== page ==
Feeds

Buyers said to favour a la carte music in 2005

Don't understand or don't like subscription services

  • alert
  • submit to reddit

The essential guide to IT transformation

Napster and co. will have to work much harder if they're to convince music buyers that subscription services are worth the money.

That's the conclusion of research conducted by market watcher Parks Associates. Its Global Digital Living survey reveals that only eight per cent of people who own MP3 players and possess an Internet connection are likely to use a music subscription service this year.

By contrast, around 40 per cent said they are likely to buy songs on a one-off basis.

"Consumers either do not fully grasp the value of a subscription 'all-you-can-eat' service, or they simply don't want it," said Parks research director John Barrett.

There can be a financial benefit to the subscription services, if you download enough content, but the fundamental barrier appears the rental element - users don't own the music they download. Stop paying Napster, Virgin or whoever, and your downloads immediately become unplayable.

Given the highly disposable nature of much popular music, there's a pitch to be made for subscription services as a more economic way of sampling music than buying stacks of potentially duff albums. The trouble is, illegal music sharing provides exactly the same benefit, but is free.

That at least contrasts with the a la carte services, such as Apple's iTunes Music Store, which stress ownership and are therefore more likely to appeal to folk looking for songs they know they will like, and what to be sure they get a decent copy at a good sample rate with all the artwork etc.

But the news isn't all that good for a la carte services, such as Apple's iTunes Music Store, either. More than half clear did not say they were likely to buy songs from either source, an indication perhaps that rather a lot of music fans aren't interested in downloading music using paid online services.

Parks didn't say what percentage of respondents currently use either form of download service, but subscriber and download figures from Apple, Napster and so on suggest it's not yet a high percentage of MP3 player owners, the majority of whom, anecdotal evidence would suggest, continue to derive most of their digital music content by ripping CDs rather than downloads. ®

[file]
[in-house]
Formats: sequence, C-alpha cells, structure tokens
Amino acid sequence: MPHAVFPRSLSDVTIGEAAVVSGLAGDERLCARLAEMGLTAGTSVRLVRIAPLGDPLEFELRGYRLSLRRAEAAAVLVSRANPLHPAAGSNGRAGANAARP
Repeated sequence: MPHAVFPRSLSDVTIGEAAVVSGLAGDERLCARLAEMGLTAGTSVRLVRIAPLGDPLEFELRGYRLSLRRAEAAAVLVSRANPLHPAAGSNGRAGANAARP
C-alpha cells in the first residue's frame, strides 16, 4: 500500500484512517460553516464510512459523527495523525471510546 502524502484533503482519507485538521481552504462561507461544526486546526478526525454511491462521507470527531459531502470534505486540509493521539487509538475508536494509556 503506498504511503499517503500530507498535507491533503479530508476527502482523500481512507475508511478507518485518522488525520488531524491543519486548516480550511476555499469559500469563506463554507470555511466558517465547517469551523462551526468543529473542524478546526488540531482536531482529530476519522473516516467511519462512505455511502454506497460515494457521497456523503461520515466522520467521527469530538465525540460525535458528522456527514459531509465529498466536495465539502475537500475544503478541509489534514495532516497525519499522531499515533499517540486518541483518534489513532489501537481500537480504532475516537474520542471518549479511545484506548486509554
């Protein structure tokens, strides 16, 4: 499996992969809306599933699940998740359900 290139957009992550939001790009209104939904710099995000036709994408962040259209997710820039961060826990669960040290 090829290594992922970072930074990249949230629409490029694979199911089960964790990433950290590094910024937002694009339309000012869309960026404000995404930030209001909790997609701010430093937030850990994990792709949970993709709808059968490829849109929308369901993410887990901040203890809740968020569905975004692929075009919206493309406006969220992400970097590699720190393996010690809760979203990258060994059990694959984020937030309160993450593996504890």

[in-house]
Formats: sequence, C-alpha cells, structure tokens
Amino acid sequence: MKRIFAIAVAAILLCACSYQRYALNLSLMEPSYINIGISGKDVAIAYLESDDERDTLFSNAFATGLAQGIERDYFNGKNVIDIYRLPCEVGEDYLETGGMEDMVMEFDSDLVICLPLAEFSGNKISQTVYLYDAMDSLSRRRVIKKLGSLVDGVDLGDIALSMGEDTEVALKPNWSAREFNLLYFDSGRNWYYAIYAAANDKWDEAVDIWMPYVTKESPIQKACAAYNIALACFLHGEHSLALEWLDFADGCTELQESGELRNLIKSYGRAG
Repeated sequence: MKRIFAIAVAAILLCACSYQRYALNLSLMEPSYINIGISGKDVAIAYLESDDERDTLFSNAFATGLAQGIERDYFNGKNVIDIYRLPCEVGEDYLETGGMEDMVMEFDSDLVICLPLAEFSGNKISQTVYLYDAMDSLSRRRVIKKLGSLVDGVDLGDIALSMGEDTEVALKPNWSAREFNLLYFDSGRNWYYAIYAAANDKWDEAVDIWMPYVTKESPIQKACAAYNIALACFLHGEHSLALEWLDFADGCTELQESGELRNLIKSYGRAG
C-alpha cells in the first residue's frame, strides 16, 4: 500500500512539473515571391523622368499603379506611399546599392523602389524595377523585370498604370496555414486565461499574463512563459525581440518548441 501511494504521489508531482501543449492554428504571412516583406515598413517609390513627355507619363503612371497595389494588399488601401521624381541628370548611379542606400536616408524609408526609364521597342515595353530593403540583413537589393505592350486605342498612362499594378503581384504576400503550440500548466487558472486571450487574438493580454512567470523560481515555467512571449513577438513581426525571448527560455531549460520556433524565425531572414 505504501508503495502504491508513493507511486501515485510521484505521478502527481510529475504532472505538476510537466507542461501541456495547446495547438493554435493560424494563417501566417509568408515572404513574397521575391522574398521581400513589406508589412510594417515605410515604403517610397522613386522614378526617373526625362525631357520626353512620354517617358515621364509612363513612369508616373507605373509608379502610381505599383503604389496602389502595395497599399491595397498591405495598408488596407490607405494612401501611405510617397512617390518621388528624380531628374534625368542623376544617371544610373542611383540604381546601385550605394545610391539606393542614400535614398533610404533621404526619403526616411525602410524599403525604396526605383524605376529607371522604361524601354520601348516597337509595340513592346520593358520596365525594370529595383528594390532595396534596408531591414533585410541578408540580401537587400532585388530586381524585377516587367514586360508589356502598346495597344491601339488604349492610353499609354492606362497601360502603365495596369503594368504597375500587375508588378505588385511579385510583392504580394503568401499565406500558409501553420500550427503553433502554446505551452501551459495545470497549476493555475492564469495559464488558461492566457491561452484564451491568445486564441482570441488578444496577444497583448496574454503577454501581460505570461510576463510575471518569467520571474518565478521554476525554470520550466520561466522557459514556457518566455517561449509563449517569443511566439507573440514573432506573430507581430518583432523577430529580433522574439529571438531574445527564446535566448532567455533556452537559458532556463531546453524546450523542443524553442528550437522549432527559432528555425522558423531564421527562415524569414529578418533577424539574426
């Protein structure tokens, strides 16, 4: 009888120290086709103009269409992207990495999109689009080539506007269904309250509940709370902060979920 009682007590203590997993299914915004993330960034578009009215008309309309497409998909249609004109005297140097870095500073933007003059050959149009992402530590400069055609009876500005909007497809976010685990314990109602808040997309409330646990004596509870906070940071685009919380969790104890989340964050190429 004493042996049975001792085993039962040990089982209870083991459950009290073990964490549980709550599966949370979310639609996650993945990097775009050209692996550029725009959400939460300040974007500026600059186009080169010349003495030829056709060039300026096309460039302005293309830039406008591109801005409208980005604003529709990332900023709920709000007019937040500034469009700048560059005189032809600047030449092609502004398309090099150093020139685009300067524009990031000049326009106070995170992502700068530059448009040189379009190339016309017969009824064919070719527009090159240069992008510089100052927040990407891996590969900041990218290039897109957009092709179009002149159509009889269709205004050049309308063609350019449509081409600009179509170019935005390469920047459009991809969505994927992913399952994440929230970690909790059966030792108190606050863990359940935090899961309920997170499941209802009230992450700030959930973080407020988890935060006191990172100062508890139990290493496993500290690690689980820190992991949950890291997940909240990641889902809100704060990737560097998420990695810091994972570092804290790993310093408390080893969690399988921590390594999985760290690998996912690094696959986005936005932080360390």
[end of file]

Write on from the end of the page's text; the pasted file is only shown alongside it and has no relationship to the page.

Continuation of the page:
Related stories

French consumer group sues Apple, Sony
Napster does the maths
Napster's Super Bowl ad voted the biggest loser
Why Napster will be a fully-integrated flop
Napster launches portable player-friendly music service
Apple iTunes sales tally hits 250m
Music sites charged with 'enslaving' users
Legal downloads jumped 900% in 2004
Napster subscriber tally hits 270,000
iTunes launches in Ireland

5 things you didn’t know about cloud backup

More from The Register

next story
True fact: 1 in 4 Brits are now TERRORISTS
YouGov poll reveals terrible truth about the enemy within
Microsoft exits climate denier lobby group
ALEC will have to do without Redmond, it seems
Caught red-handed: UK cops, PCSOs, specials behaving badly… on social media
No Mr Fuzz, don't ask a crime victim to be your pal on Facebook
Barnes & Noble: Swallow a Samsung Nook tablet, please ... pretty please
Novelslab finally on sale with ($199 - $20) price tag
Ballmer leaves Microsoft board to spend more time with his b-balls
From Clippy to Clippers: Hi, I see you're running an NBA team now ...
Video of US journalist 'beheading' pulled from social media
Yanked footage featured British-accented attacker and US journo James Foley
Assange™: Hey world, I'M STILL HERE, ignore that Snowden guy
Press conference: ME ME ME ME ME ME ME (cont'd pg 94)
Call of Duty daddy considers launching own movie studio
Activision Blizzard might like quality control of a CoD film
prev story

Whitepapers

Implementing global e-invoicing with guaranteed legal certainty
Explaining the role local tax compliance plays in successful supply chain management and e-business and how leading global brands are addressing this.
7 Elements of Radically Simple OS Migration
Avoid the typical headaches of OS migration during your next project by learning about 7 elements of radically simple OS migration.
BYOD's dark side: Data protection
An endpoint data protection solution that adds value to the user and the organization so it can protect itself from data loss as well as leverage corporate data.
Consolidation: The Foundation for IT Business Transformation
In this whitepaper learn how effective consolidation of IT and business resources can enable multiple, meaningful business benefits.
High Performance for All
While HPC is not new, it has traditionally been seen as a specialist area – is it now geared up to meet more mainstream requirements?